For the second straight Opening Day, Jason Heyward homered in his first at-bat Thursday, drilling a Livan Hernandez offering barely over the wall in right field in the second inning.
As it turned out, it was the Braves’ second and final run of the day. Heyward received just two more plate appearances, walking in one of them. Fortunately, Derek Lowe was sharp and the bullpen was stellar, so Atlanta won 2-0 anyway.
But as we’ve been wondering all spring, what exactly is Jason Heyward doing batting sixth?
New Braves manager Fredi Gonzalez made it clear over the winter that he wanted to stick Heyward there as long as Chipper Jones was healthy enough to occupy the third spot. And Heyward hitting a ridiculous .356/.508/.511 in 45 at-bats this spring didn’t change his mind.
The 21-year-old Heyward is well on his way to becoming one of baseball’s best hitters. He may get there this year. He hit .297/.393/.456 as a rookie. Only three National Leaguers had higher on-base percentages (Joey Votto, Albert Pujols and Prince Fielder).
Of the 15 National Leaguers to get on base at least 37 percent of the time last year, Heyward is the only one currently hitting below the cleanup spot in the lineup. They’re the cream of the crop. So likely is Heyward. However, Gonzalez apparently would prefer Heyward get one fewer at-bat than Nate McLouth every other game.
And that’s just crazy. Sure, one wants Heyward to drive in runs, too, but it’s not like he wouldn’t have chances batting second behind Martin Prado. And putting him there would result in more RBI chances for Jones and Brian McCann. Three of Chipper’s four at-bats today came with none on and two outs. That probably wouldn’t have been the case had Heyward been batting in front of him.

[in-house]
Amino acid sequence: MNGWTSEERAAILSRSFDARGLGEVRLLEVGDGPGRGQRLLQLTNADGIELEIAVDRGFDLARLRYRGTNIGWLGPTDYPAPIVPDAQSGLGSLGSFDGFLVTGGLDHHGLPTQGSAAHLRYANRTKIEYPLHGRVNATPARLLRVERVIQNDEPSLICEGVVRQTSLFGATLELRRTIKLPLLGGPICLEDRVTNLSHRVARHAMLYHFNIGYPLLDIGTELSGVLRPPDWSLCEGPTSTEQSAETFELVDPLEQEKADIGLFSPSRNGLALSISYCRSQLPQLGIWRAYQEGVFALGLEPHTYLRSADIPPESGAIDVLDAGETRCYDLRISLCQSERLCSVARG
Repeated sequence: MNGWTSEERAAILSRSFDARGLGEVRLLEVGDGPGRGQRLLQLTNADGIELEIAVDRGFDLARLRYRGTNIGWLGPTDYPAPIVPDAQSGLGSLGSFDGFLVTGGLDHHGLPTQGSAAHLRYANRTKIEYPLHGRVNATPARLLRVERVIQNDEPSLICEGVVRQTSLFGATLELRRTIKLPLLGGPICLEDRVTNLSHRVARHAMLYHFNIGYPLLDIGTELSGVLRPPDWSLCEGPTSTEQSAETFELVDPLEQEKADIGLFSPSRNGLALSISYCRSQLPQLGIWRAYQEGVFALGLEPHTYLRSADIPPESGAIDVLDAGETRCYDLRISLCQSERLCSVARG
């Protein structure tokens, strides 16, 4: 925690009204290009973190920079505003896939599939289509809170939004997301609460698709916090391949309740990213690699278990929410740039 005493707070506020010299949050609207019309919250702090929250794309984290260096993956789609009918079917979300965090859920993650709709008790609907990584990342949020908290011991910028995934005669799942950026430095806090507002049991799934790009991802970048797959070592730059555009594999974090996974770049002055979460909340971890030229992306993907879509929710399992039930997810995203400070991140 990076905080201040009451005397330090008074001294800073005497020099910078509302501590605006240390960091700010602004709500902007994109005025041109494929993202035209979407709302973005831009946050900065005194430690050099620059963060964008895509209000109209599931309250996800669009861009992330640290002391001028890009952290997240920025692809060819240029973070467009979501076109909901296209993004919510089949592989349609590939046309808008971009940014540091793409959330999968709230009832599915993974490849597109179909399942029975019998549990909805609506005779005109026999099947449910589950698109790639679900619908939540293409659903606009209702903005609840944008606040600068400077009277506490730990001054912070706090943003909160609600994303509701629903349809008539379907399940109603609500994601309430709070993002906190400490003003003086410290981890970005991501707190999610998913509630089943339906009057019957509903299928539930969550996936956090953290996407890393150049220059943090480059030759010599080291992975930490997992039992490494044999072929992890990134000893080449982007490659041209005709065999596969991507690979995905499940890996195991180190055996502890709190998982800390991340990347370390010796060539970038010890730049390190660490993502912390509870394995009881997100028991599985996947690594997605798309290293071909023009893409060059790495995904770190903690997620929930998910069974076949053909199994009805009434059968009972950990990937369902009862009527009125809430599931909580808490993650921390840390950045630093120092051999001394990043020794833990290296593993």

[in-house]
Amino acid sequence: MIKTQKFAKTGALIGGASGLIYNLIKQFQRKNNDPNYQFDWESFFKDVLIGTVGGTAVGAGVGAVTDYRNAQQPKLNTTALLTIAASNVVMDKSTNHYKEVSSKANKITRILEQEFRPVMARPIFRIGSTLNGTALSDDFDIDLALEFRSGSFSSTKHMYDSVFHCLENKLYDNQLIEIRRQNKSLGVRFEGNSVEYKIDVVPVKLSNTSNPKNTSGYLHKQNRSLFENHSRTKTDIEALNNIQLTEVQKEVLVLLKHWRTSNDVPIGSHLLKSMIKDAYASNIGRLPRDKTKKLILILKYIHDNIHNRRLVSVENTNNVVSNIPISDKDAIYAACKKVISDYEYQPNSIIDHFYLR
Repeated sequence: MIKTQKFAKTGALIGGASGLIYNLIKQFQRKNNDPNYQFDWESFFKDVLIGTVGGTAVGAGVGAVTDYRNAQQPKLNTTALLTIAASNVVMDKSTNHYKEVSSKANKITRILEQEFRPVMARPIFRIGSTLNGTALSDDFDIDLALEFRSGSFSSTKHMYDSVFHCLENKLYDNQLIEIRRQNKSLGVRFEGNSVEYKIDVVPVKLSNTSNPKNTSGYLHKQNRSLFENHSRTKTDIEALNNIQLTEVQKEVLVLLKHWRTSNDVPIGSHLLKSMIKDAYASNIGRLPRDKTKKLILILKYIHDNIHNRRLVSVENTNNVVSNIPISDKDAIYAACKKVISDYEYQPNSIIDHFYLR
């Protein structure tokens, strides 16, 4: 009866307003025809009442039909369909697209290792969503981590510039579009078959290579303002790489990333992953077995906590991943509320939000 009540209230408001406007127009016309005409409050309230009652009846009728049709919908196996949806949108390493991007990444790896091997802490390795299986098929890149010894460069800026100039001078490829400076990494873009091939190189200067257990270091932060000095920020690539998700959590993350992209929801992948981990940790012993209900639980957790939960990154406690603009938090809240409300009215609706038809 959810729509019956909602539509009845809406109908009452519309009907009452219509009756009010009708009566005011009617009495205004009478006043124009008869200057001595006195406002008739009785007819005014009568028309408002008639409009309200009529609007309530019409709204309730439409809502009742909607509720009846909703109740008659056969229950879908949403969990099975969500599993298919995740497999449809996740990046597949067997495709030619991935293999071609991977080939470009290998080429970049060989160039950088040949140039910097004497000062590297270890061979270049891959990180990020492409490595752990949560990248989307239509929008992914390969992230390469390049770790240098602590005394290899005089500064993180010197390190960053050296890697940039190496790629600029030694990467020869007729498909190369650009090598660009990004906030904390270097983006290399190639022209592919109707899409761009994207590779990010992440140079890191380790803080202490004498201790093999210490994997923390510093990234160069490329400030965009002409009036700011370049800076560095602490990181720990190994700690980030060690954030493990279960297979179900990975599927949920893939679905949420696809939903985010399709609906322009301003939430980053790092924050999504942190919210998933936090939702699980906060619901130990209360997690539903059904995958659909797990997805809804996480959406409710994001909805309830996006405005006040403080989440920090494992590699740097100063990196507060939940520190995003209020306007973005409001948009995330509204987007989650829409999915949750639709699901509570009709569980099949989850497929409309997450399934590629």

The Twins have placed third baseman Miguel Sano on the 10-day disabled list with a stress reaction in his left shin, per the Star Tribune’s LaVelle E. Neal. Sano left Saturday’s game against the Diamondbacks after running out a ground ball double play in the fourth inning and was held out of Sunday’s lineup.
Sano, 24, is batting .267/.356/.514 with 28 home runs and 77 RBI in 475 plate appearances this season. The Twins are five back of the Indians for first place in the AL Central and currently hold a tie with the Angels for the second Wild Card slot.
Ehire Adrianza got the start at third base during Sunday’s win and could handle the hot corner while Sano is out. Eduardo Escobar could also get some time at third.
Giants catcher Buster Posey was hit by a pitch in the bottom of the eighth inning during Sunday afternoon’s series finale against the Phillies. It was a first-pitch fastball from closer Hector Neris, who had just entered the game. The Giants then had the bases loaded, but Pablo Sandoval struck out to end the inning and the Giants went on to lose 5-2.
After the game, Posey said he thinks Neris hit him on purpose, per Henry Schulman of the San Francisco Chronicle. Posey thinks Neris thought he couldn’t get him out.
Per MLB.com’s Todd Zolecki, Neris said “absolutely not” when asked if he threw at Posey on purpose. The rest of the Phillies clubhouse, per Zolecki, “Say whaaat?!”
Here’s a link to the video of Posey getting hit. Now that we have automatic intentional walks, pitchers don’t even have to risk throwing four pitches wide of the strike zone to intentionally walk a hitter, so if Neris felt he couldn’t get Posey out, there was still no need to hit him. Furthermore, Neris isn’t going to hit Posey to load the bases and put the go-ahead run on first in a 4-2 ballgame. Sandoval has been a much worse hitter than Posey, for sure, but Neris would lose the platoon advantage if he felt like facing Sandoval instead, anyway.
Getting hit hurts, so it’s understandable Posey may have been salty in the moment. But after the game, when the pain has subsided and he’s had time to think over everything, there’s no way Posey should still come to the conclusion that Neris was trying to hit him on purpose.